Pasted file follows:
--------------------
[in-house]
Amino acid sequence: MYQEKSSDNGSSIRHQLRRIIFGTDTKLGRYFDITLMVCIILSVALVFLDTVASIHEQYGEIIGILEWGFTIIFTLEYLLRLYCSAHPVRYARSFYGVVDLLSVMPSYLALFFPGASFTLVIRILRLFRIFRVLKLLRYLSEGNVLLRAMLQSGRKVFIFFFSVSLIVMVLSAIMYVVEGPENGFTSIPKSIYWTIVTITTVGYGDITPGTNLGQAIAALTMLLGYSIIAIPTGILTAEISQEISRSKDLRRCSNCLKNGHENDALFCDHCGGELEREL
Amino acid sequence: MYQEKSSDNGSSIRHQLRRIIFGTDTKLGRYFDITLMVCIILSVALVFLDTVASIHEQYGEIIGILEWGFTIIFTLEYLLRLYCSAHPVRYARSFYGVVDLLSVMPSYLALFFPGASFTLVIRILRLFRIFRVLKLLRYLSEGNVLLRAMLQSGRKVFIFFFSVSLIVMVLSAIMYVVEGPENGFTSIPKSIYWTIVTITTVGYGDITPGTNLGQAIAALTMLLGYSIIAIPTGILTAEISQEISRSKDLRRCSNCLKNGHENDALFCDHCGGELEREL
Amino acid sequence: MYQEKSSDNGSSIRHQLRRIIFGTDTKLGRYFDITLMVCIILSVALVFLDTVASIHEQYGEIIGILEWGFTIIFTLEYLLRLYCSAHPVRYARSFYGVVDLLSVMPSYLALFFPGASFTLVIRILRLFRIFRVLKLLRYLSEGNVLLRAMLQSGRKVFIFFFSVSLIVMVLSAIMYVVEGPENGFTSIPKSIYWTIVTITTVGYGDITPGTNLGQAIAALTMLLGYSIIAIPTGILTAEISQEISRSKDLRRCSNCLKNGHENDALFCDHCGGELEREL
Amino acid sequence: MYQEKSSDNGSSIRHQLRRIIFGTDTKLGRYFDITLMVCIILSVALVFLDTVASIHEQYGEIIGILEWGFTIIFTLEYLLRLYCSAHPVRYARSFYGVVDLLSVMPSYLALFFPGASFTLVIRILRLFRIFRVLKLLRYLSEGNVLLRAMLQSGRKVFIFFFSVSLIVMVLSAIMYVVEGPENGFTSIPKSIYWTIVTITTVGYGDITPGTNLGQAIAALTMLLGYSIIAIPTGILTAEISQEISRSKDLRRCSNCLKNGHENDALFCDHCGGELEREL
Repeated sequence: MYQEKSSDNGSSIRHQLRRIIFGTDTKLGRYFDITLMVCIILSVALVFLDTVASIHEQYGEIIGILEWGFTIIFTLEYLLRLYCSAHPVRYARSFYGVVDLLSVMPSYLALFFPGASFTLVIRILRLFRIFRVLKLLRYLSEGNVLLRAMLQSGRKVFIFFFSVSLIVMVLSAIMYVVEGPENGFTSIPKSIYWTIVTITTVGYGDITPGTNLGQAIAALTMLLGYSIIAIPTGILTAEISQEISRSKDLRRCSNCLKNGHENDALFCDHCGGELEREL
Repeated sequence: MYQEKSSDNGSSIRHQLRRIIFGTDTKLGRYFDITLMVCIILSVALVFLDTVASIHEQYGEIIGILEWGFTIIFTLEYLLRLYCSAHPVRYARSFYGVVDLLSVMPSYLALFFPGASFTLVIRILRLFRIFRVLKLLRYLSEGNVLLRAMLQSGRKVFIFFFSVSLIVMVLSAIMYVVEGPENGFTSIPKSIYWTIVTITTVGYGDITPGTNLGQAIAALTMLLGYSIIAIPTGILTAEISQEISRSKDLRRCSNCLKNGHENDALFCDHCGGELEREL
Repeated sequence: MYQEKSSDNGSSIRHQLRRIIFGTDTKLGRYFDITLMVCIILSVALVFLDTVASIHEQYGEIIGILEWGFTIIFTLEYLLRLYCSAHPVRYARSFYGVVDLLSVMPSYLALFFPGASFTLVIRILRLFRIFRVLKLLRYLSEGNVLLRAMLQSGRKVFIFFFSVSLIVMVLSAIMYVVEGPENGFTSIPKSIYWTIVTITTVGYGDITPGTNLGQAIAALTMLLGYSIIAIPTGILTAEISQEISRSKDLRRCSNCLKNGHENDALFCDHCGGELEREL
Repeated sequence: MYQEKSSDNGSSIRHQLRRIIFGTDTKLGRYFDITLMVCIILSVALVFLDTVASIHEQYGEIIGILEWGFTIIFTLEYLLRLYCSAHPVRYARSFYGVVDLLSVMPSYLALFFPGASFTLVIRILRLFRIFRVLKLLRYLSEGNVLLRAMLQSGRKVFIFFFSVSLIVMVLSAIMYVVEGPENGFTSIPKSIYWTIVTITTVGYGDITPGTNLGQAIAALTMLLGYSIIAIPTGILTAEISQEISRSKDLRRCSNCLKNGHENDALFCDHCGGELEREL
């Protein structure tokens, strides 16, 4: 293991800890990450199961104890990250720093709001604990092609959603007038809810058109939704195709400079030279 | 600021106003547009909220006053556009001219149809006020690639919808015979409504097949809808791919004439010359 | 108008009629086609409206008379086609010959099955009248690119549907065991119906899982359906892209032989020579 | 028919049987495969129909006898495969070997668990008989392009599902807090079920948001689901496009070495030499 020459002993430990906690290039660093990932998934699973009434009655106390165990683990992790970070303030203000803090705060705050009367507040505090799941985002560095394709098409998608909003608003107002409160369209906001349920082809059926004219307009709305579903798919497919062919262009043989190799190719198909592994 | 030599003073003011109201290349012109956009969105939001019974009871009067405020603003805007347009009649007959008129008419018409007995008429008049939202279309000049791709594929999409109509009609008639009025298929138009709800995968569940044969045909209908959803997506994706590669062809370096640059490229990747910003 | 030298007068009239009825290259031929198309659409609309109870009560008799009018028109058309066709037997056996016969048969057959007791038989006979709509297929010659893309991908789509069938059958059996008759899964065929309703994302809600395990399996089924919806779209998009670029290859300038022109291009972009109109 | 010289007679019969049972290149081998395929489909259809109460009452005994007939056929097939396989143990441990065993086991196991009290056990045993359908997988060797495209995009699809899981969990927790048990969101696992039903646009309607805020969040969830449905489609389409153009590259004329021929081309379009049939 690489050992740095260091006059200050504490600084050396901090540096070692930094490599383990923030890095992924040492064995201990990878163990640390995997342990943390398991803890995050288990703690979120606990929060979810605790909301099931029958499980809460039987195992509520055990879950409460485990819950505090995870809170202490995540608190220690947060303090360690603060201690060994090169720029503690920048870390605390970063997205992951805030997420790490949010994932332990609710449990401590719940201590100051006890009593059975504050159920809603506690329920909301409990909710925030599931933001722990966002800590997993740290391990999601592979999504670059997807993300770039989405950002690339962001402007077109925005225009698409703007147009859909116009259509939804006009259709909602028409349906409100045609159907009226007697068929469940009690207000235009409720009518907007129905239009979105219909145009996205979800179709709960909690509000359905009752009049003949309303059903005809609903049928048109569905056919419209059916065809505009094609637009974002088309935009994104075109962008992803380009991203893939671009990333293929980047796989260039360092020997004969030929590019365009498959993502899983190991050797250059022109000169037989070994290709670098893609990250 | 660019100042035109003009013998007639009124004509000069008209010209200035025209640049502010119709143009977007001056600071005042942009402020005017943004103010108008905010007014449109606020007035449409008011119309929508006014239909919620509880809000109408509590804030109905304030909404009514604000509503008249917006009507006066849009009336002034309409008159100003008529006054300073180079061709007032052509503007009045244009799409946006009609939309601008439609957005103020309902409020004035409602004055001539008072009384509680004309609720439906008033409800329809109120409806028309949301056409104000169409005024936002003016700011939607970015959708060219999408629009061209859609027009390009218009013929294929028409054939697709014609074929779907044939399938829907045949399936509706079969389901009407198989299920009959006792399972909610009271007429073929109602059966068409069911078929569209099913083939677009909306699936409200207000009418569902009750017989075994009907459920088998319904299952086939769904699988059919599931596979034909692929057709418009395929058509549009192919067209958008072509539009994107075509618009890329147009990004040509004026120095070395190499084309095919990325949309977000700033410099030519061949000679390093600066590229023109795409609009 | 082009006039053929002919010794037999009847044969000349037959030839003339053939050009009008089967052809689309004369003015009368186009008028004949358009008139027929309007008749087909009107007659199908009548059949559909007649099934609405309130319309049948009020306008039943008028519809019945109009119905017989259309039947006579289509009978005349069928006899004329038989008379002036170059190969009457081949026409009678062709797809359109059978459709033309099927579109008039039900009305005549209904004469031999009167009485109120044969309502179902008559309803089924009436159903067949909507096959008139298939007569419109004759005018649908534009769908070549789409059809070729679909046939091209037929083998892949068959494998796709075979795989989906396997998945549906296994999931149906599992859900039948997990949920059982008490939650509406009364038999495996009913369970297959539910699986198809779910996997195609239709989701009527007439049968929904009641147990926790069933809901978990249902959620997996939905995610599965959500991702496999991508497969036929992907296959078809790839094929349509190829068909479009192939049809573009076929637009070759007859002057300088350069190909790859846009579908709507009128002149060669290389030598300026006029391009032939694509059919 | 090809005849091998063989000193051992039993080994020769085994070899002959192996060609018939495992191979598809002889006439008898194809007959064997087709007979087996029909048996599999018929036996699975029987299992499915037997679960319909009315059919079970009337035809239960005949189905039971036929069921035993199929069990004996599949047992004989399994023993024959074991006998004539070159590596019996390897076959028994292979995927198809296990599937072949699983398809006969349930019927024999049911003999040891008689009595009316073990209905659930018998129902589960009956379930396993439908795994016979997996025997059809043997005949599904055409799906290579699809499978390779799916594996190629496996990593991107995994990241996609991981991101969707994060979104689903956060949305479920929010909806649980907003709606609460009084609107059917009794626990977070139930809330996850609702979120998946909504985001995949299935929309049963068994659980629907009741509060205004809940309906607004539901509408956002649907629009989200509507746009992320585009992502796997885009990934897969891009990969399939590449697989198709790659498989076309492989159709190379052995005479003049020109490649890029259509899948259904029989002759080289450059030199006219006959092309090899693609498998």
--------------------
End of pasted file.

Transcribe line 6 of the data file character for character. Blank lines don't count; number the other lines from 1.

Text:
Repeated sequence: MYQEKSSDNGSSIRHQLRRIIFGTDTKLGRYFDITLMVCIILSVALVFLDTVASIHEQYGEIIGILEWGFTIIFTLEYLLRLYCSAHPVRYARSFYGVVDLLSVMPSYLALFFPGASFTLVIRILRLFRIFRVLKLLRYLSEGNVLLRAMLQSGRKVFIFFFSVSLIVMVLSAIMYVVEGPENGFTSIPKSIYWTIVTITTVGYGDITPGTNLGQAIAALTMLLGYSIIAIPTGILTAEISQEISRSKDLRRCSNCLKNGHENDALFCDHCGGELEREL